By New York Times Bestselling Author Helena Hunting
They say every cloud has a silver lining, but does that include missing your big acting break because of a bad cold? Maybe, if being actually sick turns into being lovesick. From New York Times bestselling author Helena Hunting, SHACKING UP (St. Martin’s Paperbacks, November 27, 2018, $7.99), is a hilarious, swoon-worthy novel about sex and the city—and everything in between.
Ruby Scott is months behind on rent and can’t seem to land a steady job. She has one chance to turn things around with an important audition. But instead of getting her big break, Ruby gets sick as a dog and ends up with her tail between her legs. All thanks to a mysterious, gorgeous guy who kissed her—and then coughed on her—at a party the night before.
Ruby’s BFF might have found her the perfect job opportunity: pet-sitting in the lavish penthouse apartment belonging to hotel magnate Bancroft Mills. But when the newly-evicted Ruby meets her jet-setting employer, she realizes he’s the same guy who got her sick. Seeing his role in Ruby’s dilemma, Bane offers her a permanent job as his live-in pet sitter until she can get back on her feet . . . and maybe back into his arms?
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The New York Times and USA Today bestselling author of Pucked and I Flipping Love You, Helena Hunting lives on the outskirts of Toronto with her incredibly tolerant family and two moderately intolerant cats. She’s writes contemporary romance ranging from new adult angst to romantic sports comedy.
Q&A with Helena Hunting
Q: Bancroft’s exotic pets in Shacking Up are interesting, like the tarantula and ferret. Why those pets in particular?
A: I felt non-traditional pets would make the most sense in this story, especially Franny the ferret because they’re illegal to own in NYC. Ferrets are adorable (and a little stinky) and very much like dogs in the way they play and need your attention and your affection. They also fit into very tight spaces and are incredibly mischievous, making her so much fun to write. Tiny the tarantula is another unconventional pet, particularly since so many people are spider averse, which gave me great material to work with when Bane introduces Ruby to his pets.
Q: What was your favorite scene you wrote, and why?
A: My favourite scene in Shacking Up is when Bane picks Ruby up from work and they finally have the confrontation we’ve all been waiting for. It’s the build up to that moment, the back and forth, the banter, the tension: it all just comes crashing down around them. Bane succumbs to this very alpha behavior and Ruby, being Ruby, calls him right out on it, so we get to witness their verbal spar until they finally give in to each other.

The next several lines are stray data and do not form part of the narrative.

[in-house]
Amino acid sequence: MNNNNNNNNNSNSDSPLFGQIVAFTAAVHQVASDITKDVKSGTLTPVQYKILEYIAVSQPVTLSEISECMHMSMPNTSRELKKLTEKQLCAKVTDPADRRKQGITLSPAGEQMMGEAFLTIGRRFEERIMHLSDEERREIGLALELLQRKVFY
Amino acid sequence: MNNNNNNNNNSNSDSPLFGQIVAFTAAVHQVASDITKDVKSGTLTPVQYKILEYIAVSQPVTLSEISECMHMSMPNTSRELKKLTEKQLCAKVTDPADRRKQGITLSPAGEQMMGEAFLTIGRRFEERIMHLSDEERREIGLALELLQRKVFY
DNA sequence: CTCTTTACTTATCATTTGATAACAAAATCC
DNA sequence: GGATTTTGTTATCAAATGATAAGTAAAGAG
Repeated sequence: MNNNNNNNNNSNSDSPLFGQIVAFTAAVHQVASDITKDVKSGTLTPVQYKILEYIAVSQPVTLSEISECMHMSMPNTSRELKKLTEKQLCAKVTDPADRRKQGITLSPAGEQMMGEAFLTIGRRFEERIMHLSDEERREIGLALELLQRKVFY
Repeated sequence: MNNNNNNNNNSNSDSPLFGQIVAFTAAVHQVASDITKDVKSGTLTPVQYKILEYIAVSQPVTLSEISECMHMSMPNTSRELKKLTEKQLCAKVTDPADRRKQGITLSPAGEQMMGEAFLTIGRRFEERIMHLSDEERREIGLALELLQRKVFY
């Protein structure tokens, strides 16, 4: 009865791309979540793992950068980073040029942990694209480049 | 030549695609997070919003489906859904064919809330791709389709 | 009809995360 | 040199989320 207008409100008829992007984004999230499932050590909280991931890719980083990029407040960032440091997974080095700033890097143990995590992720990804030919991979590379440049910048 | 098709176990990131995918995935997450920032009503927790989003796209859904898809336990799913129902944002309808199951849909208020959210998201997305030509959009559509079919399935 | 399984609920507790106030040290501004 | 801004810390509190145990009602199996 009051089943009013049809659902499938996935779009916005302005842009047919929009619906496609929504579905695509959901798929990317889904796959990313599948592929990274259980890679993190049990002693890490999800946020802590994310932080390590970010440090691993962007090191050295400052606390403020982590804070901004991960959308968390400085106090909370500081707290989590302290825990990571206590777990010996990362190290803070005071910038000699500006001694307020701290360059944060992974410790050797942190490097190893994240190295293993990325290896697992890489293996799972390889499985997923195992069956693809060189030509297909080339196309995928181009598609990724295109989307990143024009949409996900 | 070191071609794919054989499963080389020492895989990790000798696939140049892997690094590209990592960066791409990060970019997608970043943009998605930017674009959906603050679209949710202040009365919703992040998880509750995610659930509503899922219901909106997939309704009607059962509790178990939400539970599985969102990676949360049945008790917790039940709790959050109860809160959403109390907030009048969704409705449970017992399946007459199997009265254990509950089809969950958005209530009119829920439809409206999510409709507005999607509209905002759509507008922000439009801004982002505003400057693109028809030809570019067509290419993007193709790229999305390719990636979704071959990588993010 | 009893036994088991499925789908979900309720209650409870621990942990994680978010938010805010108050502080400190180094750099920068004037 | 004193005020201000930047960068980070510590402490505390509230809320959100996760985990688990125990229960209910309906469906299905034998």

Q: Do you find parts of yourself coming out in any of the characters?
A: I think it’s impossible not to write elements of myself into my characters because they’re a product of my mind. I identify with Ruby’s desire to make it on her own and not rely on anyone for help.
Q: When working on a manuscript, is it easy for you to keep separate ideas for other projects, or what strategies do you use to stay focused?
A: Most of the time I can keep story ideas separate from each other without too much difficulty. I generally write a single book at a time, however, if I get a story idea for a side character in the project I’m working on, I’ll open a new document and jot down some notes so I don’t lose the train of thought before I go back to the original project.
Q: Is there any story about how you came up with the names “Ruby” and “Bancroft?”
A: Bancroft’s name actually came from an incident in my previous profession. Some police officers were visiting (not for anything criminal, which I realize would make this story even more exciting) and this giant of an officer in full uniform including kevlar vest walks into the office. He was so tall he almost had to duck to make it through the doorway. He was incredibly imposing and he clearly picked the right profession based on his size alone. He proceeds to smile all friendly like and introduced himself as Bancroft, so thinking I was being witty, I introduced myself by my last name. He explained that Bancroft was his first name. Embarrassment aside, that name stuck with me and eventually I found the perfect character to use it with.